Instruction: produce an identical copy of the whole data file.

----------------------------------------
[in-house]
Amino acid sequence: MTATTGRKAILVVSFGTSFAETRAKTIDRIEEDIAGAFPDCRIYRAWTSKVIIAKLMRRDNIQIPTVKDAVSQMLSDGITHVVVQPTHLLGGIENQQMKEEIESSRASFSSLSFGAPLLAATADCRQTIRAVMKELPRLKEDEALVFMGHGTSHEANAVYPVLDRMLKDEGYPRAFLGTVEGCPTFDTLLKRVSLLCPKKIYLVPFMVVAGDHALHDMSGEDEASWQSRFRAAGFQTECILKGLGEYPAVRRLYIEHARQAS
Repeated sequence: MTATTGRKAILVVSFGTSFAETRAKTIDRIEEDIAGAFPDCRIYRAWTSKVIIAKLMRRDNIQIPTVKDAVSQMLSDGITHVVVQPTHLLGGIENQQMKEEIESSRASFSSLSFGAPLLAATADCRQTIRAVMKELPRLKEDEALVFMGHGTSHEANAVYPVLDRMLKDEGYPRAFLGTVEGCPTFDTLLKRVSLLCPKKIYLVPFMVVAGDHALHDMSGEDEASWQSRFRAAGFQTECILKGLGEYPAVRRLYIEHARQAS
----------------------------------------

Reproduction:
[in-house]
Amino acid sequence: MTATTGRKAILVVSFGTSFAETRAKTIDRIEEDIAGAFPDCRIYRAWTSKVIIAKLMRRDNIQIPTVKDAVSQMLSDGITHVVVQPTHLLGGIENQQMKEEIESSRASFSSLSFGAPLLAATADCRQTIRAVMKELPRLKEDEALVFMGHGTSHEANAVYPVLDRMLKDEGYPRAFLGTVEGCPTFDTLLKRVSLLCPKKIYLVPFMVVAGDHALHDMSGEDEASWQSRFRAAGFQTECILKGLGEYPAVRRLYIEHARQAS
Repeated sequence: MTATTGRKAILVVSFGTSFAETRAKTIDRIEEDIAGAFPDCRIYRAWTSKVIIAKLMRRDNIQIPTVKDAVSQMLSDGITHVVVQPTHLLGGIENQQMKEEIESSRASFSSLSFGAPLLAATADCRQTIRAVMKELPRLKEDEALVFMGHGTSHEANAVYPVLDRMLKDEGYPRAFLGTVEGCPTFDTLLKRVSLLCPKKIYLVPFMVVAGDHALHDMSGEDEASWQSRFRAAGFQTECILKGLGEYPAVRRLYIEHARQAS